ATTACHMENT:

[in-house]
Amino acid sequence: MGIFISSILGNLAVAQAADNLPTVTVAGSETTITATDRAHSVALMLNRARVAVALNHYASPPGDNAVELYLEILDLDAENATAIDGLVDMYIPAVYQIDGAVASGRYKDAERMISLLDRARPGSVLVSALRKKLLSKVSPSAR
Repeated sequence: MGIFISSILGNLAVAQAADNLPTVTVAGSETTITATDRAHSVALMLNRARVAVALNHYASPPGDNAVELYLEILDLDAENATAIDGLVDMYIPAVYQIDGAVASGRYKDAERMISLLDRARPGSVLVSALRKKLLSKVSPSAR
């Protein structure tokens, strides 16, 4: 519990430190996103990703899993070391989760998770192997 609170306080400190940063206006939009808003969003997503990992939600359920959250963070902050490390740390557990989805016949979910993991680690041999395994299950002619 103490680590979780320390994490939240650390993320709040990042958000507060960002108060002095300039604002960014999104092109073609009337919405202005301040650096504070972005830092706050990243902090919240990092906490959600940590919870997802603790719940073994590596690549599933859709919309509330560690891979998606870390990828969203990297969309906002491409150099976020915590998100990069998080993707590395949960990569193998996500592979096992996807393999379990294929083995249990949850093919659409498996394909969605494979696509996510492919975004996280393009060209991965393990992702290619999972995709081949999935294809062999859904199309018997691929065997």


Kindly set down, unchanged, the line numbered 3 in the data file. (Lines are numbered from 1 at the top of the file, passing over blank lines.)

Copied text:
Repeated sequence: MGIFISSILGNLAVAQAADNLPTVTVAGSETTITATDRAHSVALMLNRARVAVALNHYASPPGDNAVELYLEILDLDAENATAIDGLVDMYIPAVYQIDGAVASGRYKDAERMISLLDRARPGSVLVSALRKKLLSKVSPSAR